MONTREAL – Quebec politicians blew a gasket when Maclean’s magazine said Quebec was Canada’s most corrupt province but critics have a warehouse of new ammunition.
Recent allegations of mob infiltration in construction contracting as well as underground party financing and cronyism have shaken the province’s political class to its core.
Third-term Liberal premier Jean Charest continues to resist calls from rivals for a public inquiry. Charest struck an anti-corruption police squad, called Operation Hammer, to look into the claims and says police should be allowed to do their work.
But with no arrests in more than a year, and new reports of salacious scandals, demands for a public probe are coming from all levels. Joining the chorus is the mayor of Montreal, whose own land and contracting scandals have led to six police investigations.
And, this week, more potential embarrassment. The Quebec legislature’s website now features a link to a citizens’ petition calling on Charest to quit. More than 1,000 people were signing the online document every hour and nearly 80,000 had signed by Tuesday evening.
“(Charest) and the Liberal government refuses to accede to popular demand concerning ... a commission of inquiry into close links between political party financing and the awarding of government contracts,” reads the preamble.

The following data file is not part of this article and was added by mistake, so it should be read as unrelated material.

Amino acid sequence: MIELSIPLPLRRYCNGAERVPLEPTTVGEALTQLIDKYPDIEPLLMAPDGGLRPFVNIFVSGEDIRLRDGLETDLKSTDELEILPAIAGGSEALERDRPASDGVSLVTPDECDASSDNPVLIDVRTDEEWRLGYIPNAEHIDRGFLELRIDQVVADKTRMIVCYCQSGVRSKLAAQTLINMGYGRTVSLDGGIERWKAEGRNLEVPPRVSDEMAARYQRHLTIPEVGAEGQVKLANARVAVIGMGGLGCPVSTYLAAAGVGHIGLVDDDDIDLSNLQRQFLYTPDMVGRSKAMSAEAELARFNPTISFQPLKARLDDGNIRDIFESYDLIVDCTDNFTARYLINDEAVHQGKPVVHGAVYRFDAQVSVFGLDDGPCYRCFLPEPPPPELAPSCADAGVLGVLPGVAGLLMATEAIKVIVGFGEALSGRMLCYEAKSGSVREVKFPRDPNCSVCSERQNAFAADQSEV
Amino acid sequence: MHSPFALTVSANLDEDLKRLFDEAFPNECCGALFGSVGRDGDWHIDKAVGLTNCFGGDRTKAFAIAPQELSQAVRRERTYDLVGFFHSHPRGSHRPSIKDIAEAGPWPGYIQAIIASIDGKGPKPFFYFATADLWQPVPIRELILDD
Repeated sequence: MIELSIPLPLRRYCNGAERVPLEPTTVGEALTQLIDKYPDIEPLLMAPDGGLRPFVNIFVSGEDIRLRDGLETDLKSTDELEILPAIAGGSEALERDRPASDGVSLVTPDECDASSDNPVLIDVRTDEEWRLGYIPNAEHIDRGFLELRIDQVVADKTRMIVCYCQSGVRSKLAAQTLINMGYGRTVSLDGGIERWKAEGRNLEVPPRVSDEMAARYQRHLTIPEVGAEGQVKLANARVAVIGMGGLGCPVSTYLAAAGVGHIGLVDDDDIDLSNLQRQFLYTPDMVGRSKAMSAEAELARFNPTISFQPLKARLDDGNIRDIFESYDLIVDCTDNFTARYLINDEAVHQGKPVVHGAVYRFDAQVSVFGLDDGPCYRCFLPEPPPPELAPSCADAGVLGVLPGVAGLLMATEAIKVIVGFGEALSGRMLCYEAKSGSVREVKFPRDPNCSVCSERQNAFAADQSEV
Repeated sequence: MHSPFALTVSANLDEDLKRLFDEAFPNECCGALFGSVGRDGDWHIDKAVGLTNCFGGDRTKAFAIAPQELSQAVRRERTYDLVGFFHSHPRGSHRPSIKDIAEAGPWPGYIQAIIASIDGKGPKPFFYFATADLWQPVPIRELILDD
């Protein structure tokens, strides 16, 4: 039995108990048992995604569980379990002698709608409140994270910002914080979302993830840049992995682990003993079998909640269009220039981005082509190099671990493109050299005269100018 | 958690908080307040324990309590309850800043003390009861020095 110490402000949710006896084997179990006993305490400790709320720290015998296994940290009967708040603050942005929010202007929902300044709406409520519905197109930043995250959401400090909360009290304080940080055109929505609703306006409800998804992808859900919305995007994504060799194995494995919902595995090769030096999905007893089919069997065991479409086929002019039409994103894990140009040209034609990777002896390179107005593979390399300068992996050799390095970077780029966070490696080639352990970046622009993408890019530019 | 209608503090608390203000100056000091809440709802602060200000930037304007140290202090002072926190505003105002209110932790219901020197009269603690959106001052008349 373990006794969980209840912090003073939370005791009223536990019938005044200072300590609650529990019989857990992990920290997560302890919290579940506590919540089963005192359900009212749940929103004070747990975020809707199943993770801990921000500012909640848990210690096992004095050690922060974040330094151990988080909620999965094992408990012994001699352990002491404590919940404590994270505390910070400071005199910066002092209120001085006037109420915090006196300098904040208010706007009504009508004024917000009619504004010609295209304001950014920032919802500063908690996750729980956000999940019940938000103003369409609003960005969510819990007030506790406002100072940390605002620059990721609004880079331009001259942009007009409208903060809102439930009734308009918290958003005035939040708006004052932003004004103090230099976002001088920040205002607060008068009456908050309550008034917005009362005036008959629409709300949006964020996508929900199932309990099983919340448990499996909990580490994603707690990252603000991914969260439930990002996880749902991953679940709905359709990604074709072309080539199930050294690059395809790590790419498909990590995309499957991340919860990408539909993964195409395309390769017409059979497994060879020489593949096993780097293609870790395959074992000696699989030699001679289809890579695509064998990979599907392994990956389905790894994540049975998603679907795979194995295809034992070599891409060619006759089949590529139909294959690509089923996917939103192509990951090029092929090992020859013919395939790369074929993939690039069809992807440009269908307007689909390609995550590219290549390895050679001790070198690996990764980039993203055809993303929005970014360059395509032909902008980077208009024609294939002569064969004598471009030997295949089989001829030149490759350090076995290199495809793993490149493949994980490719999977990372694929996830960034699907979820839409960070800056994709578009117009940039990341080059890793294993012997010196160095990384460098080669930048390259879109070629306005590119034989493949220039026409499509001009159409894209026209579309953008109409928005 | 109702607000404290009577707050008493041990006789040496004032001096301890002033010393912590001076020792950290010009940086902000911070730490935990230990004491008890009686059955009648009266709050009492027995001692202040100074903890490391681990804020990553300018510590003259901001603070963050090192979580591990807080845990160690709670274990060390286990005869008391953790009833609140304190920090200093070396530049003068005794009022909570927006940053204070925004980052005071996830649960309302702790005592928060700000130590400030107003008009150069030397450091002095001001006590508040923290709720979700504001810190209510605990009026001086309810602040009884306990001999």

The string of scandals widened Tuesday following claims by former justice minister Serge Menard that the mayor of a sprawling Montreal suburb offered him an illegal $10,000 cash donation in a white envelope. Menard said he refused the offer from Laval Mayor Gilles Vaillancourt while running for the Parti Quebecois in 1993.
A second MNA, Liberal Vincent Auclair, says Vaillancourt also offered him cash. The embattled mayor denies the allegations amid demands that Charest put the city of 400,000 people under trusteeship.
The premier has remained calm amid the growing storm. He has a majority and doesn’t have to call an election until 2013. But one comment made on Saturday by the head of Quebec’s third party, the ADQ, had him hot under the collar.
Gerard Deltell compared Charest to a mafia godfather following media reports that mob-controlled construction firms fix the price of provincial contracts.
The premier says he’ll sue Deltell if he doesn’t apologize.
Recent Quebec scandals:
- A new book alleges nearly 600 business pay protection money to the mafia.
- Opposition politicians hand documents to police alleging that four construction firms funnelled $400,000 to the provincial Liberals using false names.
- Former deputy transport minister Francois Breaudry tells the CBC that 14 Montreal-area construction firms, backed by the mafia, fix the bidding process for public infrastructure contracts.
- A media report says the mafia tried and failed to extort the head of the construction firm that was repairing the roof at Montreal city hall.
- Mayoral candidate Benoit Labonte resigns after admitting he accepted cash from a businessman accused of schmoozing politicians in exchange for city contracts.
- The RCMP arrest two Revenue Canada employees amid allegations of collusion with a construction company linked to Montreal city hall.
- Provincial police meet former justice minister Marc Bellemare, who says Premier Jean Charest and two party fundraisers pressured him to name three Liberal-friendly candidates as judges.
- Family minister Tony Tomassi quits in July following revelations that he used a credit card belonging to security firm BCIA, which received $4 million in government financing and donated thousands of dollars to the Liberals.